Coping With Grief During The Holidays Written for The Evolving Woman Magazine By Ghandi Knowles-Thompson

I remember it like yesterday.  It was Friday, November 24th, 2006 when I got the call asking me if I heard anything about my brother. That call made my heart sink. Although the caller did not say much, I just knew something terrible had happened. Perhaps it was the sound in her voice or the lateness of the hour, whatever it was, I knew the next call was about to bring bad news. A few seconds passed and then my phone rang again and this time the caller explained that they got the news that my brother had been involved in a terrible motorbike accident.

I was home alone because other family members had traveled for Thanksgiving so I tried to hold it together. I called a family friend who was periodically checking on me and we drove to the accident site. The area was spotless. Clearly, the caller had it all wrong because there was little to no evidence that an accident had occurred when we arrived at the location the caller described. My friend was also confused, he said, “call your brother’s cell phone again” and I did. Still no answer, I just knew then I had to go to the hospital. 

He drove as fast as he could. When we arrived at the hospital and asked if the ambulance had just brought a patient in who was involved in a motorcycle accident, the nurse looked at me and although he said no, no one had arrived, behind his eyes, I could tell there was more he wanted to say.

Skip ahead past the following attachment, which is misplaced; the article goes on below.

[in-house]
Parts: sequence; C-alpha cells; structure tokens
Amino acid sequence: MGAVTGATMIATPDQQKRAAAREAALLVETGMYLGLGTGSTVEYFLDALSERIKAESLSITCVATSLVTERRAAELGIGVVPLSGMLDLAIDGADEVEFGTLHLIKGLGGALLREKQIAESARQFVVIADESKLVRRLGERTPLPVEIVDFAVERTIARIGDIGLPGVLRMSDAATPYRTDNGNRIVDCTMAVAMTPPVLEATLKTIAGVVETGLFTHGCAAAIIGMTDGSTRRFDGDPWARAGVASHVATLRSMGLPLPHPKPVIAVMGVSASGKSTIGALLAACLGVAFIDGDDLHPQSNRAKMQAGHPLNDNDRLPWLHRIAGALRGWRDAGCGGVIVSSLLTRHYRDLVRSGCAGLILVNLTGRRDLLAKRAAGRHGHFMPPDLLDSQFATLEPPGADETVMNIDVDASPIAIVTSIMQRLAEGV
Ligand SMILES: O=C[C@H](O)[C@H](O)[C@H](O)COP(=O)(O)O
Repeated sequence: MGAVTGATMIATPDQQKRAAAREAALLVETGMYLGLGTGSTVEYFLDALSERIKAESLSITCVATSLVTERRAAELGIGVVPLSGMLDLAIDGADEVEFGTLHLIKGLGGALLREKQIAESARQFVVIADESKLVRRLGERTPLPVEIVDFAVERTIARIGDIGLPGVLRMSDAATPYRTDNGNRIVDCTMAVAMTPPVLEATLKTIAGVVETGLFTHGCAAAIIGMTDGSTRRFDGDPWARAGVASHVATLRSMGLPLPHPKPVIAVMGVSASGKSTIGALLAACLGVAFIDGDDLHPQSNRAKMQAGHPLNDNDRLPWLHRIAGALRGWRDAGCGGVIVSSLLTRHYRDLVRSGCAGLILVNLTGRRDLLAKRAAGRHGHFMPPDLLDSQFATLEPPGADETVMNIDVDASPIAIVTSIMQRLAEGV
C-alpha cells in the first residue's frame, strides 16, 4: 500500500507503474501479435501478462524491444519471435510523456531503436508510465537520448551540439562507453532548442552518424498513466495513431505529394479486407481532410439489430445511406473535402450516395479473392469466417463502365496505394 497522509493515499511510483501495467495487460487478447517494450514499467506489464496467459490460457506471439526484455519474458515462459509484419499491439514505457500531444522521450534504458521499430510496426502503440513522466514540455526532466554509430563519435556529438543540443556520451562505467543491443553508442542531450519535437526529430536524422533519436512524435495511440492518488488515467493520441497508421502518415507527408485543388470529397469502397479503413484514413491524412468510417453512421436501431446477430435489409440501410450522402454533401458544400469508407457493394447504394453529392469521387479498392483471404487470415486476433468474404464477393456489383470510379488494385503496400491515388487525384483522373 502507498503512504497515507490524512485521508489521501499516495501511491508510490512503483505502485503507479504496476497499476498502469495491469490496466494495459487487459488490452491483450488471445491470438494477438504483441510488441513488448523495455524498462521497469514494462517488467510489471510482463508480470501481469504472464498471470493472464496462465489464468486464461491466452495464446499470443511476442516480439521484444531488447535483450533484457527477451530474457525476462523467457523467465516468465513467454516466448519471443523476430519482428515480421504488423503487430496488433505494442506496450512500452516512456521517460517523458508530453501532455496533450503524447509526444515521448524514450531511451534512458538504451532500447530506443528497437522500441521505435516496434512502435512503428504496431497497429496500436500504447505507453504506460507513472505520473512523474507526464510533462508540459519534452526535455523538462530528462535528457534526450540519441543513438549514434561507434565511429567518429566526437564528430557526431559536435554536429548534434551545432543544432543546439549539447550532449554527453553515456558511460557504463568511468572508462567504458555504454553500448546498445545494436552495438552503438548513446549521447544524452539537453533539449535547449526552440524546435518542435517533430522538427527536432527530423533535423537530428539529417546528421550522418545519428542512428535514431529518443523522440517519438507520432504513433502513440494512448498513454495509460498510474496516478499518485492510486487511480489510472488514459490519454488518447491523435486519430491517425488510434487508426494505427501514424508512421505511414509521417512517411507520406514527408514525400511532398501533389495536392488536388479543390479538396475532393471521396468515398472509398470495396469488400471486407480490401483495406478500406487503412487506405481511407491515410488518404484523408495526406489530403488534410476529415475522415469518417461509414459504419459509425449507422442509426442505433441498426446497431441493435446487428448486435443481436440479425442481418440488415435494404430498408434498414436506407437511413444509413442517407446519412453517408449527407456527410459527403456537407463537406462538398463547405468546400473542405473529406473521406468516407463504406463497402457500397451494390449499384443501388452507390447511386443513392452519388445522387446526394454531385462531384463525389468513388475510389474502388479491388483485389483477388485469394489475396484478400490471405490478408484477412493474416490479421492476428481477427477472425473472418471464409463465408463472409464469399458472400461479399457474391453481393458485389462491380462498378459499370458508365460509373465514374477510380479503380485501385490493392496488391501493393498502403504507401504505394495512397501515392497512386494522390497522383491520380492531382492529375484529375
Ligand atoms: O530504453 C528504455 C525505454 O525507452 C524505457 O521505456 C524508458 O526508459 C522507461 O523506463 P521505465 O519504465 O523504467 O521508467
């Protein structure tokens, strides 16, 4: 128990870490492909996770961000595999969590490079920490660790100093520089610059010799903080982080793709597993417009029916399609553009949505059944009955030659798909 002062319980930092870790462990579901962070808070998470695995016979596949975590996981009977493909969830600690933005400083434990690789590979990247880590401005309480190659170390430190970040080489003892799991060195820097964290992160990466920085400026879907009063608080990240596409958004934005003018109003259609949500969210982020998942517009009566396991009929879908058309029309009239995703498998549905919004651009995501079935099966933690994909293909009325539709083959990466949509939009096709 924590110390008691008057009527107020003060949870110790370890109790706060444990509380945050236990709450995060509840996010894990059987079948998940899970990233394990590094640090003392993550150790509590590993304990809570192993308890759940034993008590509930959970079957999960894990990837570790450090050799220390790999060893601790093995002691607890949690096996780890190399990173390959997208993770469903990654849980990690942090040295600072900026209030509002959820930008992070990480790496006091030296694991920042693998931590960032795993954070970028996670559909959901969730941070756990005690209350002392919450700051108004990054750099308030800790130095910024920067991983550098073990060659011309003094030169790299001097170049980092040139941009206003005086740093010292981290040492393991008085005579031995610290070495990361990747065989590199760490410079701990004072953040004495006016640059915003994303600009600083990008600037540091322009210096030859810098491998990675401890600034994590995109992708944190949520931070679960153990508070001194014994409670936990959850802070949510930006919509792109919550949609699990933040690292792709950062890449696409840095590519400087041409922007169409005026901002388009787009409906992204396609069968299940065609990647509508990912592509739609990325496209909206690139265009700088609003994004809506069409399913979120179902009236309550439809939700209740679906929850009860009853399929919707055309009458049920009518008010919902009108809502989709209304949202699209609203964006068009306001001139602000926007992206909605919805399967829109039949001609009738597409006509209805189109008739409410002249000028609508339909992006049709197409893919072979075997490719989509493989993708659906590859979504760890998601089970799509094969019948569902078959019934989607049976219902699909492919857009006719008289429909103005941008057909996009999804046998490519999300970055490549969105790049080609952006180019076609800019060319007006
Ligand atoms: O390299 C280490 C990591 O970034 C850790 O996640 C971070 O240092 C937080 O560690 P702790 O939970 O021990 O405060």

I couldn’t just go home, so I thought to drive to the hospital’s morgue. As we pulled up, we saw a security guard locking up. He looked at us very confused and so I asked him if he received any bodies tonight. Not prepared to answer any questions from some random lady he politely replied, “Mam the morgue is closed, you can inquire on Monday?” Monday? Sir, it’s Friday you can’t possibly expect someone to wait until Monday to inquiry about their loved one. 

I began to rationalize what has happened. I understood the importance of confidentiality in such a scenario but I also knew I needed confirmation. I needed to know if my brother had just died. I looked at the gentleman and explained my mother had two children and that I had just received a call that my brother, was in an accident and had died. 

He looked at me and I knew he felt my pain. He didn’t say a word but I knew he felt my pain. I locked my eyes on his and said if I write a name on a piece of paper, would you nod to confirm that is the body you just received. I don’t remember how I got the paper but when the guard read the name on the paper it felt as if he took a minute before looking back at me. When he did look at me, he simply nodded his head and looked away. I fell in my friend’s arms as the tears rolled.

The days, weeks, and months ahead were difficult. So many questions, so much pain. Why Lord, why him and not me? As time passed the support dwindled, questions remained unanswered, my brother was buried and life went on until it was Christmas Eve 2006. 

How could the holidays come and my brother be gone? Why didn’t the world stop to mourn my brother’s death? It was then that I realized that even during the worst tragedies, life continues. I wasn’t ready for Christmas. What was there to celebrate? How do I wake up on Christmas day without being able to call my brother?